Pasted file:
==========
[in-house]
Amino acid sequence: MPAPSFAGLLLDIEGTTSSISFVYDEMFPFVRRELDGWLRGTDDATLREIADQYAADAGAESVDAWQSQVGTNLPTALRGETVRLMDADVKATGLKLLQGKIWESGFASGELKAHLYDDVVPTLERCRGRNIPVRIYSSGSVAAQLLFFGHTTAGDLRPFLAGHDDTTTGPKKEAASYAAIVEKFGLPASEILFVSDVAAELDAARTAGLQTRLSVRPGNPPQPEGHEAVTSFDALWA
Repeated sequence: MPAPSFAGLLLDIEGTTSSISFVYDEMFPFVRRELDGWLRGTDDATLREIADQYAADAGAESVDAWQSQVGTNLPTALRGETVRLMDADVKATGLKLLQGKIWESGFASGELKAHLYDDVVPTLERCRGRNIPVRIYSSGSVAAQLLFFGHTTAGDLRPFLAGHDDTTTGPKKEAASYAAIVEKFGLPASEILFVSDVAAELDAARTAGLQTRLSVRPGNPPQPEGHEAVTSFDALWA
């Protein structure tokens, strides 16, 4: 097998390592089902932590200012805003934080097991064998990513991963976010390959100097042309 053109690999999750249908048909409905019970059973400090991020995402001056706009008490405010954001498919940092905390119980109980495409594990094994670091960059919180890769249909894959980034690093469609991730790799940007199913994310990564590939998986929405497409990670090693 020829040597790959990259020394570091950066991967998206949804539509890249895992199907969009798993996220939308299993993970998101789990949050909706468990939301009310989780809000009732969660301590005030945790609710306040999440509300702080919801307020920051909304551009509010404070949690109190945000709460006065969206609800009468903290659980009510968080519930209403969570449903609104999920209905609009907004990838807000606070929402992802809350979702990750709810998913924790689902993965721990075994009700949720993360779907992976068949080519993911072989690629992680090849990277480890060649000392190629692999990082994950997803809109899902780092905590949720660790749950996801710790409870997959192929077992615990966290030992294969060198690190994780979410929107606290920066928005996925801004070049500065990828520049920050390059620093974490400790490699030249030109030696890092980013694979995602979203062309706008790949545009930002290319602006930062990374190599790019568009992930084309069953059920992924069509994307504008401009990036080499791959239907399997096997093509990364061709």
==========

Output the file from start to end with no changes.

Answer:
[in-house]
Amino acid sequence: MPAPSFAGLLLDIEGTTSSISFVYDEMFPFVRRELDGWLRGTDDATLREIADQYAADAGAESVDAWQSQVGTNLPTALRGETVRLMDADVKATGLKLLQGKIWESGFASGELKAHLYDDVVPTLERCRGRNIPVRIYSSGSVAAQLLFFGHTTAGDLRPFLAGHDDTTTGPKKEAASYAAIVEKFGLPASEILFVSDVAAELDAARTAGLQTRLSVRPGNPPQPEGHEAVTSFDALWA
Repeated sequence: MPAPSFAGLLLDIEGTTSSISFVYDEMFPFVRRELDGWLRGTDDATLREIADQYAADAGAESVDAWQSQVGTNLPTALRGETVRLMDADVKATGLKLLQGKIWESGFASGELKAHLYDDVVPTLERCRGRNIPVRIYSSGSVAAQLLFFGHTTAGDLRPFLAGHDDTTTGPKKEAASYAAIVEKFGLPASEILFVSDVAAELDAARTAGLQTRLSVRPGNPPQPEGHEAVTSFDALWA
């Protein structure tokens, strides 16, 4: 097998390592089902932590200012805003934080097991064998990513991963976010390959100097042309 053109690999999750249908048909409905019970059973400090991020995402001056706009008490405010954001498919940092905390119980109980495409594990094994670091960059919180890769249909894959980034690093469609991730790799940007199913994310990564590939998986929405497409990670090693 020829040597790959990259020394570091950066991967998206949804539509890249895992199907969009798993996220939308299993993970998101789990949050909706468990939301009310989780809000009732969660301590005030945790609710306040999440509300702080919801307020920051909304551009509010404070949690109190945000709460006065969206609800009468903290659980009510968080519930209403969570449903609104999920209905609009907004990838807000606070929402992802809350979702990750709810998913924790689902993965721990075994009700949720993360779907992976068949080519993911072989690629992680090849990277480890060649000392190629692999990082994950997803809109899902780092905590949720660790749950996801710790409870997959192929077992615990966290030992294969060198690190994780979410929107606290920066928005996925801004070049500065990828520049920050390059620093974490400790490699030249030109030696890092980013694979995602979203062309706008790949545009930002290319602006930062990374190599790019568009992930084309069953059920992924069509994307504008401009990036080499791959239907399997096997093509990364061709």